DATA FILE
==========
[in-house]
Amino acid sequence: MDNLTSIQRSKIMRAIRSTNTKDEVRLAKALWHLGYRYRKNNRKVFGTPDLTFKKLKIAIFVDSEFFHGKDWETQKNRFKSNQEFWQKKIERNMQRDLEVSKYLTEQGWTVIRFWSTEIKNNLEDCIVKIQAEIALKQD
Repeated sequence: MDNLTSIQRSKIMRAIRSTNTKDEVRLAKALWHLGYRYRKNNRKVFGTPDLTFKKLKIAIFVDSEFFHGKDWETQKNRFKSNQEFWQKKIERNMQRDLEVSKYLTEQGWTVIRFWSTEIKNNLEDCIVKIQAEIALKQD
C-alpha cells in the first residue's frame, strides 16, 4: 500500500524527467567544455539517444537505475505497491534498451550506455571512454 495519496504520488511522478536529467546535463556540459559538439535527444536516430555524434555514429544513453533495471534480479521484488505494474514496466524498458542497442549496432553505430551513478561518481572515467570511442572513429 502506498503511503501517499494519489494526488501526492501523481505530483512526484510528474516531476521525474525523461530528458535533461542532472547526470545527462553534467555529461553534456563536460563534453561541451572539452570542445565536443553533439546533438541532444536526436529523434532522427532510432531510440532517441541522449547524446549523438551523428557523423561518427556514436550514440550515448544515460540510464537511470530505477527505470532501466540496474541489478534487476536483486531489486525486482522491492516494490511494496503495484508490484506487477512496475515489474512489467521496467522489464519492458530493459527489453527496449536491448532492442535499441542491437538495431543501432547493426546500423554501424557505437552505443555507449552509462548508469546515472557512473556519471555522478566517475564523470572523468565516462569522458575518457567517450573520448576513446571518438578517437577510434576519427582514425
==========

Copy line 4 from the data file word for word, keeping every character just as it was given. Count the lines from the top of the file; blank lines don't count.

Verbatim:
C-alpha cells in the first residue's frame, strides 16, 4: 500500500524527467567544455539517444537505475505497491534498451550506455571512454 495519496504520488511522478536529467546535463556540459559538439535527444536516430555524434555514429544513453533495471534480479521484488505494474514496466524498458542497442549496432553505430551513478561518481572515467570511442572513429 502506498503511503501517499494519489494526488501526492501523481505530483512526484510528474516531476521525474525523461530528458535533461542532472547526470545527462553534467555529461553534456563536460563534453561541451572539452570542445565536443553533439546533438541532444536526436529523434532522427532510432531510440532517441541522449547524446549523438551523428557523423561518427556514436550514440550515448544515460540510464537511470530505477527505470532501466540496474541489478534487476536483486531489486525486482522491492516494490511494496503495484508490484506487477512496475515489474512489467521496467522489464519492458530493459527489453527496449536491448532492442535499441542491437538495431543501432547493426546500423554501424557505437552505443555507449552509462548508469546515472557512473556519471555522478566517475564523470572523468565516462569522458575518457567517450573520448576513446571518438578517437577510434576519427582514425